Jackson Browne Lawsuit Against McCain For Song Use Will Proceed

John McCainA court has ruled that Jackson Browne can proceed with a lawsuit against Sen. John McCain about whether his use of the song "Running on Empty" in a campaign ad violated the singer's rights.

U.S. District Court Judge R. Gary Klausner in Los Angeles ruled late last week that Browne had alleged sufficient facts to warrant a trial on his claims, including copyright infringement.

The 80-second spot, which was posted on YouTube last August as part of McCain's presidential run, used Browne's 1977 "Running on Empty" as its soundtrack. The ad criticized Barack Obama's energy policy.

Browne, a well-known Democratic supporter, sued McCain, the Republican National Committee and the Ohio Republican Party. Among other allegations, Browne argued that the use of the song infringed on his copyright and his right of publicity--that is, his right to control the commercial use of his image.



McCain and the other defendants asked for the case to be dismissed, arguing that they had made fair use of "Running on Empty."

"Given the political, non-commercial, public interest transformative nature of the use of a long-ago published song, the miniscule amount used and the lack of any effect on the market for the song (other than perhaps increase sales of the song), these claims are barred by the fair use doctrine," they argued in court papers.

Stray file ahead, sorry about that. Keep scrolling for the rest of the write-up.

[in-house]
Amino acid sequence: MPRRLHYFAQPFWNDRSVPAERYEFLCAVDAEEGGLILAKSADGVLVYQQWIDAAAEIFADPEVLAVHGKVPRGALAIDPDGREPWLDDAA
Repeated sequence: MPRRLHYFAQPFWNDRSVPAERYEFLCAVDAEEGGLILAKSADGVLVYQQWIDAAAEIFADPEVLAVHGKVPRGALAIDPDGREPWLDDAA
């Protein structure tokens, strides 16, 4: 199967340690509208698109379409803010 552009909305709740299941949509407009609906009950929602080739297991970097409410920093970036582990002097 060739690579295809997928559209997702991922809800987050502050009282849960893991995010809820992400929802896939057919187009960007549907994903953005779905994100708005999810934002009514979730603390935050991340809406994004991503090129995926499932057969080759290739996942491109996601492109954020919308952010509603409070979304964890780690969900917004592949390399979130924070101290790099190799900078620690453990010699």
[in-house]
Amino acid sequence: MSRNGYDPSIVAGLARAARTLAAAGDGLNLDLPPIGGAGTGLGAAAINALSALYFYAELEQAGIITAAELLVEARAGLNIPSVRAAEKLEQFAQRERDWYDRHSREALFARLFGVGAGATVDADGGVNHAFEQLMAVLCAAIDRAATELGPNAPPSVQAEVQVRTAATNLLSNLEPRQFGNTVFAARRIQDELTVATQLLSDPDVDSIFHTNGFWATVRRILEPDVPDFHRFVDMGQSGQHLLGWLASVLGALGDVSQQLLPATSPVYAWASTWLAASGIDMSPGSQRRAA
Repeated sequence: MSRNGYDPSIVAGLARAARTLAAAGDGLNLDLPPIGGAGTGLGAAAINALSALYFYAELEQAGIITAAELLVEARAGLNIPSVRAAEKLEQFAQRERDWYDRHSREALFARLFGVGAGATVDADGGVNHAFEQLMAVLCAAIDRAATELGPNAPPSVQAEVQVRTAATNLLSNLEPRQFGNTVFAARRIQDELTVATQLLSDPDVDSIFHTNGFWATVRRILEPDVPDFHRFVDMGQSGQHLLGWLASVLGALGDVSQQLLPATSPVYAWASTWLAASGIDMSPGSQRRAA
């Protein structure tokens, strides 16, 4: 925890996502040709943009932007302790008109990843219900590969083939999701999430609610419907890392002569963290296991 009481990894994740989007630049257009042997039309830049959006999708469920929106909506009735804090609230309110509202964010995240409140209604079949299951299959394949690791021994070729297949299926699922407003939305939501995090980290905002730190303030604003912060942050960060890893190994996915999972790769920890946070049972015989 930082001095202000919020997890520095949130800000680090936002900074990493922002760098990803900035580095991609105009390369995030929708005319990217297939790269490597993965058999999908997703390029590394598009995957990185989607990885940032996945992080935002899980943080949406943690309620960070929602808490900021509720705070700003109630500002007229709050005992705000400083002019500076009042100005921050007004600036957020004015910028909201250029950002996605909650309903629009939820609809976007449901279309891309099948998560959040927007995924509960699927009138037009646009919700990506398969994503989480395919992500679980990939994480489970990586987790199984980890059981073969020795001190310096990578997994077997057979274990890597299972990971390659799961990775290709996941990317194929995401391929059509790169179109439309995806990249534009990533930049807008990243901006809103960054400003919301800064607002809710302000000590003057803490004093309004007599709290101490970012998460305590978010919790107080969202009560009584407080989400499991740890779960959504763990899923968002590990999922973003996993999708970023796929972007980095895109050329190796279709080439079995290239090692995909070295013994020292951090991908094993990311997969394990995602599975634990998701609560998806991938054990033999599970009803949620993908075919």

They also said the ad was a form of political speech and should be dismissed under California's anti-SLAPP (Strategic Lawsuits Against Public Participation) law, which provides for dismissal of lawsuits that aim to prevent people from speaking about public matters.

McCain also filed papers with the court stating that he was not involved in creating the video. "I was completely unaware that this video even existed until I was informed of it after the filing of this lawsuit," he wrote.

Browne argued that copyright law protects his song even in the context of a political ad. "Defendants flood the court with paper and essentially argue that because they are politicians and political parties, they have an unfettered right to use musical compositions in political campaign commercials, and to associate themselves with any person they want to, with or without consent. The law does not support these extreme arguments," his lawyers wrote in papers filed with the court.

Klausner dismissed the case against the Ohio Republican Party, but ruled that the lawsuit could proceed against McCain and the Republican National Committee. "Senator McCain, at this point, has not shown that the mere fact that the composition was used in the context of a political campaign, alone, bars Browne's claim," he wrote.

McCain and the Republican National Committee are considering appealing the decision, said Lincoln Bandlow, their lawyer.

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